Spreading a heart too thin is like walking on thin ice. Spreading a life too thin impacts more than just my life. My kids, the husband, bear the brunt or the blessing of my yeses.

When the roots of my life are too thin, too shallow, too close to the surface, there's no deep roots to keep me grounded and safe when the hard winds blow. Too many shallow roots make it too easy to be uprooted and tossed right around crazy. Thus the pruning. So my life, my heart, could grow deep and strong, so the sparseness now might bear witness to more of Him later. 
So that His priorities would become my priorities.

It's hard--we mamas see how other mamas are doing this or that and we qualify it as more or better than how we are doing it.  
Or we Christ followers watch what she is doing and we measure and come up short when really, you can't measure what's not yours.
All I can be is me.
The loud, clumsy, Jesus-loving mama He has planted and pruned and watered and grown.

I'm not gonna be a quiet, gentle mama like my friend N. I'm not really wired to be quiet or gentle.
I, in contrast, am loud and boisterous and somewhat clumsy. My house is often loud. My kids are often loud. And I have learned to be alright with that. Though an investment in ear plugs sometimes seems very attractive.

I'm not ever gonna be a beloved Kindergarten teacher where the students bring you presents at the end of school because they love you like my friend K.
But stick me in a room of high-schoolers and I thrive.

I am still learning how to say yes to those things that the Lord speaks into my heart, to His priorities. It is not every thing. But they are the right-good things. I have learned to pray for wisdom before making really big commitments.  

And sometimes life happens and the stuff of life has to be shuffled around and I say yes to things because they are people things, and people are eternal so they are eternal things--like taking a meal to a new mama or a sick friend, watching another friend's kids so she can work on her new house, taking coffees filled with caffeine to my friends who are spending sleepless nights at church with the youth group while the youth serve our community.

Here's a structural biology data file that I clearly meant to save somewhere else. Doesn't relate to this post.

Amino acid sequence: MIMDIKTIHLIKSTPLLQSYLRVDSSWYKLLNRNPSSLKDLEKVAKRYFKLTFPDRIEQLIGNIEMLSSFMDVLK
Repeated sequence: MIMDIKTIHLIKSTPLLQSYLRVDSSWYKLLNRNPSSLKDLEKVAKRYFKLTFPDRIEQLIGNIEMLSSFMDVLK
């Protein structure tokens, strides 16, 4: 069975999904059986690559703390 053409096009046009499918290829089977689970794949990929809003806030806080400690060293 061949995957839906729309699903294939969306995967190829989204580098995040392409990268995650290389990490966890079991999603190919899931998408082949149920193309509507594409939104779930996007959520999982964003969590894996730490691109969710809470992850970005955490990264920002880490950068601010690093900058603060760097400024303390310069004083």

And that's okay because when I've checked and curbed and pruned all my yes-ing,
there's space and margin and room for the unexpected, for the spontaneous, for the surprise.
And then all these moments, all these spaces, instead of being the last straw or the icing on that proverbial cake, can be wrapped in grace.
And love.
And wonder.

Grace Always Rises,
Jamie


Wednesday, July 2, 2014

How to be enough

Last week was Kids Kamp at church--our church's version of Vacation Bible School.

It was a crazy, beautiful, amazing week!

My friend Miss K and I have been teaming up for the last 6 years to co-lead this week and every year, God does some nifty stuff.

We are so blessed. And so humbled.

We had 134 kids on Monday. A record. We had 143 kids on Wednesday. Another record. We gave away more than 25 Bibles to kids who either had no Bible or who accepted Jesus. That's another record. That's not counting the more than 60 youth and adults we had volunteering their week to love on kids.

I know records aren't terribly important in the realm of eternity. But they are indicators of God's hand at work. They are beacons of hope that He is moving in our kids and in their hearts. And when it comes to little people who have asked Jesus into their hearts, it changes their eternity.





All photos taken by our awesome Kids Kamp photographer Sam Ferrand!!!!
I'm always amazed at what God does in my heart during this week every year.

I'm always humbled by His faithfulness despite my faithlessness. 

I'm always overwhelmed by His grace even when I yelled at my kids to hurry up on our way out the door that morning.